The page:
David Yoshihara: Improving Communication


By Marina Furbush

The Tamalpais Union High School District (TUHSD) welcomed new Superintendent David Yoshihara this summer. Despite the challenges of a leadership change, Yoshihara retains an optimistic plan for increasing trust, communication, and inclusion throughout the district.

Yoshihara feels his primary role as superintendent is to facilitate and support schools. “If [the schools] have ideas or projects that they may be working on, it’s the role of the district to figure out how to help them make that work, or if it can’t work [give them feedback],” Yoshihara said. “Tam, Drake, Redwood, San Andreas, and Tamiscal are all individual schools that have a different sense of priorities…[To] maintain that we need to allow the schools to have a lot of local control of what they see is best for them.”

As for the district, Yoshihara hopes to improve communication and trust. “I know that there were a lot of things happening in the district…some students may be more aware of it than other students….Certainly at the staff level there was a lot going on and there was a lot of attention given to the district that…took away from some of the energies that teachers could have been focusing on student learning,” Yoshihara said. “[To build trust] we have to spend time just sharing information with people. I think the more we communicate, the more we talk…the more people will know and feel comfortable with information. They can ask questions if things are not clear, they can have meetings if they want to know more about something.”

Yoshihara recognizes that communication is difficult. “In my prior district it was always a vision of mine to be able to visit classrooms…it’s so important if we’re going to be instructional leaders to watch instruction,” Yoshihara said. “[But] teachers were not used to that…so if I just start showing up….[teachers] were worried that I was going to evaluate [them]… [so] when I came here to Tam….I spent a lot of time frontloading that so when I come, it isn’t a surprise.”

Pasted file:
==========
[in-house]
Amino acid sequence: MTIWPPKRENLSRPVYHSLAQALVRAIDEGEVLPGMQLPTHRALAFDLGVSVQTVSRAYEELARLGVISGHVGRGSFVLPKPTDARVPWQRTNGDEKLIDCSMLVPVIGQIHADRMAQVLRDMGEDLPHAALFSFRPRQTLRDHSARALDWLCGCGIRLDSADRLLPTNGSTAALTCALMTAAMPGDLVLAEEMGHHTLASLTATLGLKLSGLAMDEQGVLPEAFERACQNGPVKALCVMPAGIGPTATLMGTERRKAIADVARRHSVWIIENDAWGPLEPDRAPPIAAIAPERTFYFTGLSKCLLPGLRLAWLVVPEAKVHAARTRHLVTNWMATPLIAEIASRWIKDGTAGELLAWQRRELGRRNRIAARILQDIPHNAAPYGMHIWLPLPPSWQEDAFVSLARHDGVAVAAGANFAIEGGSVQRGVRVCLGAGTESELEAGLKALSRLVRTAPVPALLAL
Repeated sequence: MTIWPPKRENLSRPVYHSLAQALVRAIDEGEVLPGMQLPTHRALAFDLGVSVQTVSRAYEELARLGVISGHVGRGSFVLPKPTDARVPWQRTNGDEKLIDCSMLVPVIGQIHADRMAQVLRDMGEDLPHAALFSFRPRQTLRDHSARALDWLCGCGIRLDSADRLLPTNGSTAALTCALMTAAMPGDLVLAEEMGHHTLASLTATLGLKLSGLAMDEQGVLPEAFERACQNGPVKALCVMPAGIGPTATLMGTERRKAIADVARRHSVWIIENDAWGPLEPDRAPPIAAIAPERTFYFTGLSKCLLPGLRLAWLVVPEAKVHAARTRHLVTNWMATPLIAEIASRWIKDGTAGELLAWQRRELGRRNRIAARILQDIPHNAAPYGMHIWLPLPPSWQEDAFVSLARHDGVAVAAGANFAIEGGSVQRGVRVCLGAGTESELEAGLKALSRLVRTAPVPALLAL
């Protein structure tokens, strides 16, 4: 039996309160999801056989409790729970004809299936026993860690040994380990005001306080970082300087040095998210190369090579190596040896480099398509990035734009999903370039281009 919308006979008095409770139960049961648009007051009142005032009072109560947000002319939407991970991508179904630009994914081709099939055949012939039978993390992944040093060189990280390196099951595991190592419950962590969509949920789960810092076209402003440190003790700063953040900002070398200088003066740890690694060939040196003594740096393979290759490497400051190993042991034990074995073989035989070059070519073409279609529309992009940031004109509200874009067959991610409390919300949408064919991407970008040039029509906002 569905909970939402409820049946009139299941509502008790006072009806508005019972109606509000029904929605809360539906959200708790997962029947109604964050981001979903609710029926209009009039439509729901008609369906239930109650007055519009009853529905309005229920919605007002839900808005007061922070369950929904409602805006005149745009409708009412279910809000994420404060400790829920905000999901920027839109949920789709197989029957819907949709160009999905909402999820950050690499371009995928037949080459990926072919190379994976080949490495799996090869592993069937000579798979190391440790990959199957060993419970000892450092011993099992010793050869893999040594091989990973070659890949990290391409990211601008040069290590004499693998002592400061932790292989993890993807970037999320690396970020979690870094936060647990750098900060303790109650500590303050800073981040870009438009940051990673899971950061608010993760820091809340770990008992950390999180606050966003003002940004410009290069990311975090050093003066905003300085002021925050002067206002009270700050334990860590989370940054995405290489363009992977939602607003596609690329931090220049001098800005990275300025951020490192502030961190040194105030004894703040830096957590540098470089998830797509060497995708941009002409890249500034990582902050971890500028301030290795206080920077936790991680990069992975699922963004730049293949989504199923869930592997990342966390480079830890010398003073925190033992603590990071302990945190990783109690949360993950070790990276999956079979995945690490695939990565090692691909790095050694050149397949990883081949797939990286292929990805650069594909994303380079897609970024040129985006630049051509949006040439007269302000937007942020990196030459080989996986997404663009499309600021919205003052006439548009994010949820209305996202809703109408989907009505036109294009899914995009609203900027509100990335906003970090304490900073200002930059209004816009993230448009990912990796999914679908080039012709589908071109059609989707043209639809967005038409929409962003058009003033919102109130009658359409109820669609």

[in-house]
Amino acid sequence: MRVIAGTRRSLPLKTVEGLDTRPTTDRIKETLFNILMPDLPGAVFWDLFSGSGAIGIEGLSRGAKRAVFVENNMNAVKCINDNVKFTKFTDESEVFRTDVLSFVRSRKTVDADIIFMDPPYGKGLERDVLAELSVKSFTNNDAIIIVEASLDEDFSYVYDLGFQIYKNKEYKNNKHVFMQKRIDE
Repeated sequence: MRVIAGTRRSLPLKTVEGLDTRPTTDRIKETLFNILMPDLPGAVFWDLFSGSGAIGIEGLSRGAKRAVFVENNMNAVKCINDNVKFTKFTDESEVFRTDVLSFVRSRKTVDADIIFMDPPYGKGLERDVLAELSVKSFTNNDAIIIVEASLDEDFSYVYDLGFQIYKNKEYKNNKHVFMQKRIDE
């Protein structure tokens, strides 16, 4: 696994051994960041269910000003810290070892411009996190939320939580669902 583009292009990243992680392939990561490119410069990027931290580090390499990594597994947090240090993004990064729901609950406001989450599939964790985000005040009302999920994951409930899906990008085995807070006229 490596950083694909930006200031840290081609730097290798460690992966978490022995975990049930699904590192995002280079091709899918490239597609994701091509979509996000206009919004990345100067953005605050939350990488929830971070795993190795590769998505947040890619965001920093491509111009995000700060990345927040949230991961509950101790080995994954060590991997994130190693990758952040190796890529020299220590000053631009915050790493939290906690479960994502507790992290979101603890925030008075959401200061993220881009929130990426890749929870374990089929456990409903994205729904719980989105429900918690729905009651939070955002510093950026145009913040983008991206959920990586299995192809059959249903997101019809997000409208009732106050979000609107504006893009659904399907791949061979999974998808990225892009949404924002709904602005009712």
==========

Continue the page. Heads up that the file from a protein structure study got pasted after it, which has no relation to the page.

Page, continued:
Yoshihara believes that an important part of improving communication is empowering teacher leaders. “I think there was some feeling [last year] that [teacher leaders] could not affect change, that they were sort of powerless,” Yoshihara said. “So empowering our teacher leaders to affect change at their schools would involve updating and meeting with our stakeholders, our students, our parents, our community, and ultimately our board…to talk about these plans around…some of the programs at some of our schools.”

There are many other administrators new to the district this year. Besides Yoshihara, Assistant Superintendent of Human Resources Lars Christensen and Assistant Superintendent of Finance and Facilities Sally Swan are new to the district. The interim Assistant Superintendent of Educational Services, Tara Tarpier, is new to the position, although she has worked in the district for several years.

Yoshihara sees advantages and disadvantages to a new team. “With the newness [of the administrators] comes an openness to ideas. There is no past practice because everybody is new…If something comes up we don’t have to say, ‘Well, we’ve always done it this way,’” Yoshihara said. “Certainly a drawback [with a new team] is you do miss that institutional knowledge….We don’t have the advantage of ‘Well, this is all the research that we did the last time this came up, this is how we did it.’…We’d have to either go and spend the time to research that or not be able to include it because we don’t [have] it.”

Yoshihara feels the hardest decisions to make are the ones that personally impact students. “Those are very difficult because you can imagine the emotion and the feeling that occur,” he said. “And you have to look at the large picture of the whole district.”

The larger picture is also important when looking at decisions that impact schools as a whole. “I think that [conflict between teachers and administrators] can occur when you’re looking at the larger picture. The large picture is going to include student voice, [teacher voice]…parent voice, it can include community voice. And so, if when you look at all the different voices…[and they] line up a certain way, then it certainly [can be] a viewpoint different from [the teacher’s viewpoint]. Vice versa would also be true.”

Yoshihara feels that incorperating all of the stakeholders’ viewpoints is crucial when making decisions. “I think it’s important that people feel listened to,” he said. “I think there should be opportunity for people to share their thoughts and also understand if there are different thoughts….You have to make sure that you’re inclusive…[that] everyone feels that they’re listened to, that to some extent…[they] have some input in the outcome….It does take a long time…for all the voices to be heard because people need to absorb it.”

As for long term goals, Yoshihara hopes to create a culture that fosters student ideas. “I’m excited about getting to a place where teachers and students and parents can feel open to share ideas,” Yoshihara said.